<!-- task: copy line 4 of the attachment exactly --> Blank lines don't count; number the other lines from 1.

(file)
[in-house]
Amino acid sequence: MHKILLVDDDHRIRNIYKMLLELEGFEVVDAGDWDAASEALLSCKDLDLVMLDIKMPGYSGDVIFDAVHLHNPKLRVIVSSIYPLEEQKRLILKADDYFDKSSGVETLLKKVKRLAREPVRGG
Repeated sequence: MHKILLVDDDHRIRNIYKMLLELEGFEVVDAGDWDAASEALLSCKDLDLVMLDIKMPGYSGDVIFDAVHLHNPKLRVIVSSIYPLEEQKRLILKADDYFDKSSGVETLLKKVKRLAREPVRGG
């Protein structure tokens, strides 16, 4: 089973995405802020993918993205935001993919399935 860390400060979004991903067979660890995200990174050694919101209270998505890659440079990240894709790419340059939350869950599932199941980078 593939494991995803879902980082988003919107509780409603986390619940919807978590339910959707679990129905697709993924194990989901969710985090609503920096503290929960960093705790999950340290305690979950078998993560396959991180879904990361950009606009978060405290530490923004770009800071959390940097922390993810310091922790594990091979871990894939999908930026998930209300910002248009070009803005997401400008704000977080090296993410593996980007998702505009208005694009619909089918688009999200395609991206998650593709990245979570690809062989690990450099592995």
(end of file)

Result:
């Protein structure tokens, strides 16, 4: 089973995405802020993918993205935001993919399935 860390400060979004991903067979660890995200990174050694919101209270998505890659440079990240894709790419340059939350869950599932199941980078 593939494991995803879902980082988003919107509780409603986390619940919807978590339910959707679990129905697709993924194990989901969710985090609503920096503290929960960093705790999950340290305690979950078998993560396959991180879904990361950009606009978060405290530490923004770009800071959390940097922390993810310091922790594990091979871990894939999908930026998930209300910002248009070009803005997401400008704000977080090296993410593996980007998702505009208005694009619909089918688009999200395609991206998650593709990245979570690809062989690990450099592995």